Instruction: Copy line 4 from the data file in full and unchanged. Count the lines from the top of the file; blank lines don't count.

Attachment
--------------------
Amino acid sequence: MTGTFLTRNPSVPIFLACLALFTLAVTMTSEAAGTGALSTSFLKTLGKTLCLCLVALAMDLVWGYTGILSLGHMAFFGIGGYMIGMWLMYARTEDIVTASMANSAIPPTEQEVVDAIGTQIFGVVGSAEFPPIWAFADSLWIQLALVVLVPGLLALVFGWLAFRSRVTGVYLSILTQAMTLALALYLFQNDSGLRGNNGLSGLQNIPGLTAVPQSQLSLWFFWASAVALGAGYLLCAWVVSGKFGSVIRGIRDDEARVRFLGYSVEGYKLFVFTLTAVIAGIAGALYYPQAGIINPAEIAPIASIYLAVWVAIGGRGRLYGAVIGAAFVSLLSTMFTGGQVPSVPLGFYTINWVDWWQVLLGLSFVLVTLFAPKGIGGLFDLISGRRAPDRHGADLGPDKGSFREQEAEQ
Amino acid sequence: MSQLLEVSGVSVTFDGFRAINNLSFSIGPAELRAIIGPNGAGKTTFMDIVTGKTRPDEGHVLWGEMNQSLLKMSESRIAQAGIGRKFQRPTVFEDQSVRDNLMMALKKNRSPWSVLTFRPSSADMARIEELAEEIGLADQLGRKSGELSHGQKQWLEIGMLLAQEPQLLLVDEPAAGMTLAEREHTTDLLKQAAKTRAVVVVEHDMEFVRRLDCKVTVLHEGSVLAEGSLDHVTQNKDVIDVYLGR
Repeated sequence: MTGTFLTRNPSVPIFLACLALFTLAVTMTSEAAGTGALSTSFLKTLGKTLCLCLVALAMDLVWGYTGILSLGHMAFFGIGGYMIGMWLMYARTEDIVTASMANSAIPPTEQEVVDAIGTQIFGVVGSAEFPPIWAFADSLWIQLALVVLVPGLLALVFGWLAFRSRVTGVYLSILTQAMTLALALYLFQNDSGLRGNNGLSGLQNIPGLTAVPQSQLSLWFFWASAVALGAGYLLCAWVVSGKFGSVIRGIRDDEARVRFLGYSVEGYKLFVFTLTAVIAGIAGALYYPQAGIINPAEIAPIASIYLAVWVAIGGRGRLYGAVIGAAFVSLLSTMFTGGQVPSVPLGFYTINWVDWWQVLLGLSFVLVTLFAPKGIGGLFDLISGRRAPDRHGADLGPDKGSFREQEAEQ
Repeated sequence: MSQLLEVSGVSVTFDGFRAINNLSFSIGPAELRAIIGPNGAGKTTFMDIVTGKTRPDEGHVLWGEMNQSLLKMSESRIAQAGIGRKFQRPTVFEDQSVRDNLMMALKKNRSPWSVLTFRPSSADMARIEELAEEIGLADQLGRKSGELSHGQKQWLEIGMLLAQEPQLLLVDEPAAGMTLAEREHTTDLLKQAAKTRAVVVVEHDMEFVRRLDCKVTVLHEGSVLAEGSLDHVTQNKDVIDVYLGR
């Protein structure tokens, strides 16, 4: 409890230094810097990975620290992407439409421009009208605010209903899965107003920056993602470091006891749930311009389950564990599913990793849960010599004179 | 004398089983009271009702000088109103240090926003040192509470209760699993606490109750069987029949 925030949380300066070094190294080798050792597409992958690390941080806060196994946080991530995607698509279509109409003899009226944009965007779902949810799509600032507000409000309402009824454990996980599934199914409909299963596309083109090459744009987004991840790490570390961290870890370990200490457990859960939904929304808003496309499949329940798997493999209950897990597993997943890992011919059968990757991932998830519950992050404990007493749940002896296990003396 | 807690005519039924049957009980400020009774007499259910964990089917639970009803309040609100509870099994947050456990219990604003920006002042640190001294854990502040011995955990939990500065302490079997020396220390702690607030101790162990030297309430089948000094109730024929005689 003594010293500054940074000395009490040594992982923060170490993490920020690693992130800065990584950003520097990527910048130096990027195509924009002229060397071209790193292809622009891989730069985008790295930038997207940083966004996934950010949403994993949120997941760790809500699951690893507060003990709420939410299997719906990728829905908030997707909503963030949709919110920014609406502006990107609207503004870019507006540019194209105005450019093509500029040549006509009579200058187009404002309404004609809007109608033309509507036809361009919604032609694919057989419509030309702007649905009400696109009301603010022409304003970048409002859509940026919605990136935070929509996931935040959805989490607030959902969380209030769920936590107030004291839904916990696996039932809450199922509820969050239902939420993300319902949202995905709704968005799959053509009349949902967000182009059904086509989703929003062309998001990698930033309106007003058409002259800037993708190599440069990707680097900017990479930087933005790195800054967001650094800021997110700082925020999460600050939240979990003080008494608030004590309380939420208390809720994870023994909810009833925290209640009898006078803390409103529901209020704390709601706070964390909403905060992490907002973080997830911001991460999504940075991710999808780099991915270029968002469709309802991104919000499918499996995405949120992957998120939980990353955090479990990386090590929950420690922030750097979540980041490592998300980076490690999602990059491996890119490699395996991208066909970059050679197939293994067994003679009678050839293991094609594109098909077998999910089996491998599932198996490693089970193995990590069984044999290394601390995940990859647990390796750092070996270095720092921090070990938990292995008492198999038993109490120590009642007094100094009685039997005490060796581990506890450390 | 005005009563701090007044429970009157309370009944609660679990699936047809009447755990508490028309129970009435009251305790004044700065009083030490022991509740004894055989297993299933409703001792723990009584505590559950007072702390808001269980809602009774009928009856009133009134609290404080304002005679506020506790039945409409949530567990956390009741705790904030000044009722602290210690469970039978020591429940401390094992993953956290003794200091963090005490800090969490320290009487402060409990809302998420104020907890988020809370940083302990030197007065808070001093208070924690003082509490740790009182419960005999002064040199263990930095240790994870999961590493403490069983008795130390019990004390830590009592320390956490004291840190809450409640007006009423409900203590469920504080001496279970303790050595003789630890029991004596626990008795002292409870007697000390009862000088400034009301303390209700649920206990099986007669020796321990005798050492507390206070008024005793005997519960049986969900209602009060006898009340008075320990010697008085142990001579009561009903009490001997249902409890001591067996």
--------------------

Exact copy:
Repeated sequence: MSQLLEVSGVSVTFDGFRAINNLSFSIGPAELRAIIGPNGAGKTTFMDIVTGKTRPDEGHVLWGEMNQSLLKMSESRIAQAGIGRKFQRPTVFEDQSVRDNLMMALKKNRSPWSVLTFRPSSADMARIEELAEEIGLADQLGRKSGELSHGQKQWLEIGMLLAQEPQLLLVDEPAAGMTLAEREHTTDLLKQAAKTRAVVVVEHDMEFVRRLDCKVTVLHEGSVLAEGSLDHVTQNKDVIDVYLGR